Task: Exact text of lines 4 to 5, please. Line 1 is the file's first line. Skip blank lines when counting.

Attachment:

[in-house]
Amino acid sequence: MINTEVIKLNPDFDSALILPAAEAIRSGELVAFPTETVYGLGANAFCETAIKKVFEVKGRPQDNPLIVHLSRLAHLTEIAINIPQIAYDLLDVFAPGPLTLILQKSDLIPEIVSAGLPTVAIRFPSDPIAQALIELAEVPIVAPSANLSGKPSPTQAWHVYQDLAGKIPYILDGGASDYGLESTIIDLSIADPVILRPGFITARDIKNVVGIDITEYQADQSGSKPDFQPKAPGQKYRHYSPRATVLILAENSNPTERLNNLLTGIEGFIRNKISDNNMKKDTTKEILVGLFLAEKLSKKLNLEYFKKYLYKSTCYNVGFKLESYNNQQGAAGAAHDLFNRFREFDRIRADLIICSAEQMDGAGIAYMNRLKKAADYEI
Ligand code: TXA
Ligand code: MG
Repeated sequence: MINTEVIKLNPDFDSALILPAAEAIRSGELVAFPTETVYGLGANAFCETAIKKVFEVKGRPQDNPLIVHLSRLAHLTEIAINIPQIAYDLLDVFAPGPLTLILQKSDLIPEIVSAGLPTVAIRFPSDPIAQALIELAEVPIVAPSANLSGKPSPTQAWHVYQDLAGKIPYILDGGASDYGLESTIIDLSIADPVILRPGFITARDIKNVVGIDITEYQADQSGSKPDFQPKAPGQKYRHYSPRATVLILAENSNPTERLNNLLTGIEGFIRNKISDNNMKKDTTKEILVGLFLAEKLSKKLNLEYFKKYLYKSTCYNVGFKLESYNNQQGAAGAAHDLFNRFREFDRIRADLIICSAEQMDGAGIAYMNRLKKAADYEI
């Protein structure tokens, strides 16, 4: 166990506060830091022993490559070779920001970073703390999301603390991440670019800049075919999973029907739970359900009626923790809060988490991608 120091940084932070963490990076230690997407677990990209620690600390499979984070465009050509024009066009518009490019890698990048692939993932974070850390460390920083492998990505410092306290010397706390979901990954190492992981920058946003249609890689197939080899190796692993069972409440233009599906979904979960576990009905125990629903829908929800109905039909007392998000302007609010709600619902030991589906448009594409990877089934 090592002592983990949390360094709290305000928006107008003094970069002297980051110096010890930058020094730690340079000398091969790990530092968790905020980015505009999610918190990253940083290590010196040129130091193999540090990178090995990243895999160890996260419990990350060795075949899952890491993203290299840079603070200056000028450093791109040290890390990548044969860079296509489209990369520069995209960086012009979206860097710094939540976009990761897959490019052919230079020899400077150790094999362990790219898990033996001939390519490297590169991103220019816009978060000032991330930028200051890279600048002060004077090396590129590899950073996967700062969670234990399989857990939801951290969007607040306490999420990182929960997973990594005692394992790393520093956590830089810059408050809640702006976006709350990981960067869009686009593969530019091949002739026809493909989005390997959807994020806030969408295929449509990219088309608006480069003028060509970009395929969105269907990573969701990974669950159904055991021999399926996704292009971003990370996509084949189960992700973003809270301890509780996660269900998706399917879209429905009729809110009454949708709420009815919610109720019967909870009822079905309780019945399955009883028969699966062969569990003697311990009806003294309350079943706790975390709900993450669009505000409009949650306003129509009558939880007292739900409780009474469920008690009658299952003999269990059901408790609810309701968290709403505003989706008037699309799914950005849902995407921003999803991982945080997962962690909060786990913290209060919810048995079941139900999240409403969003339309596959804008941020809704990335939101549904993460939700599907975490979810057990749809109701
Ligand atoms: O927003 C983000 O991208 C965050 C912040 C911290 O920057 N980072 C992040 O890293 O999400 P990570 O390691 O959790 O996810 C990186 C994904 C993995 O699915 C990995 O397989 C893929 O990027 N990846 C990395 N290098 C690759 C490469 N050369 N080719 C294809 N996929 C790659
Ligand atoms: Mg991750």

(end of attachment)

Ligand code: MG
Repeated sequence: MINTEVIKLNPDFDSALILPAAEAIRSGELVAFPTETVYGLGANAFCETAIKKVFEVKGRPQDNPLIVHLSRLAHLTEIAINIPQIAYDLLDVFAPGPLTLILQKSDLIPEIVSAGLPTVAIRFPSDPIAQALIELAEVPIVAPSANLSGKPSPTQAWHVYQDLAGKIPYILDGGASDYGLESTIIDLSIADPVILRPGFITARDIKNVVGIDITEYQADQSGSKPDFQPKAPGQKYRHYSPRATVLILAENSNPTERLNNLLTGIEGFIRNKISDNNMKKDTTKEILVGLFLAEKLSKKLNLEYFKKYLYKSTCYNVGFKLESYNNQQGAAGAAHDLFNRFREFDRIRADLIICSAEQMDGAGIAYMNRLKKAADYEI